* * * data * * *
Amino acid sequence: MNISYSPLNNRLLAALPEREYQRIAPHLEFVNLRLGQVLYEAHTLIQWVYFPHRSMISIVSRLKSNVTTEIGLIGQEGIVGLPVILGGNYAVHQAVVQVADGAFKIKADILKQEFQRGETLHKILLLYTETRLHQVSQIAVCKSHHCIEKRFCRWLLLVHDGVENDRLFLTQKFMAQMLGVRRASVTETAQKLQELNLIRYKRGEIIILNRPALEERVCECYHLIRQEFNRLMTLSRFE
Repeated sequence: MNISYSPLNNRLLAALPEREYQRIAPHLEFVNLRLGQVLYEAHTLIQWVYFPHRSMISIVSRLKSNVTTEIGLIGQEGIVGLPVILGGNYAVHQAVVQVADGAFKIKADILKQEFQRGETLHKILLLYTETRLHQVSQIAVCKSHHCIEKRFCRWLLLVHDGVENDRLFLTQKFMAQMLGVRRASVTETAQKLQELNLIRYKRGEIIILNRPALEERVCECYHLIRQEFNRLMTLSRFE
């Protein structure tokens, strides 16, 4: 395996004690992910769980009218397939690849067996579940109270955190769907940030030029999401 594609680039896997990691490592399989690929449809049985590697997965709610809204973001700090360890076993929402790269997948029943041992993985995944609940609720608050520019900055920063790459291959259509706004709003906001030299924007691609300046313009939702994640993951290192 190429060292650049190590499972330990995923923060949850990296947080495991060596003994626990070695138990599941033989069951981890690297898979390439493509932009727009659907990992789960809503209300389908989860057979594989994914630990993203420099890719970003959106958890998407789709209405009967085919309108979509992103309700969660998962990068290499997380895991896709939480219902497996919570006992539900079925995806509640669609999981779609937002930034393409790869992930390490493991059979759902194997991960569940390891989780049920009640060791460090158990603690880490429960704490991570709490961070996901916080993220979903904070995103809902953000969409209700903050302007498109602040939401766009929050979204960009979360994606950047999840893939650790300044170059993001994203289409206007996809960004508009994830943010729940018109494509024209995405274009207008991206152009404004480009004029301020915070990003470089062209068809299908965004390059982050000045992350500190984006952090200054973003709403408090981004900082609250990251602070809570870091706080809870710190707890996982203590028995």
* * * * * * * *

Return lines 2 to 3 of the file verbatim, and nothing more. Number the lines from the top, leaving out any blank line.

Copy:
Repeated sequence: MNISYSPLNNRLLAALPEREYQRIAPHLEFVNLRLGQVLYEAHTLIQWVYFPHRSMISIVSRLKSNVTTEIGLIGQEGIVGLPVILGGNYAVHQAVVQVADGAFKIKADILKQEFQRGETLHKILLLYTETRLHQVSQIAVCKSHHCIEKRFCRWLLLVHDGVENDRLFLTQKFMAQMLGVRRASVTETAQKLQELNLIRYKRGEIIILNRPALEERVCECYHLIRQEFNRLMTLSRFE
């Protein structure tokens, strides 16, 4: 395996004690992910769980009218397939690849067996579940109270955190769907940030030029999401 594609680039896997990691490592399989690929449809049985590697997965709610809204973001700090360890076993929402790269997948029943041992993985995944609940609720608050520019900055920063790459291959259509706004709003906001030299924007691609300046313009939702994640993951290192 190429060292650049190590499972330990995923923060949850990296947080495991060596003994626990070695138990599941033989069951981890690297898979390439493509932009727009659907990992789960809503209300389908989860057979594989994914630990993203420099890719970003959106958890998407789709209405009967085919309108979509992103309700969660998962990068290499997380895991896709939480219902497996919570006992539900079925995806509640669609999981779609937002930034393409790869992930390490493991059979759902194997991960569940390891989780049920009640060791460090158990603690880490429960704490991570709490961070996901916080993220979903904070995103809902953000969409209700903050302007498109602040939401766009929050979204960009979360994606950047999840893939650790300044170059993001994203289409206007996809960004508009994830943010729940018109494509024209995405274009207008991206152009404004480009004029301020915070990003470089062209068809299908965004390059982050000045992350500190984006952090200054973003709403408090981004900082609250990251602070809570870091706080809870710190707890996982203590028995």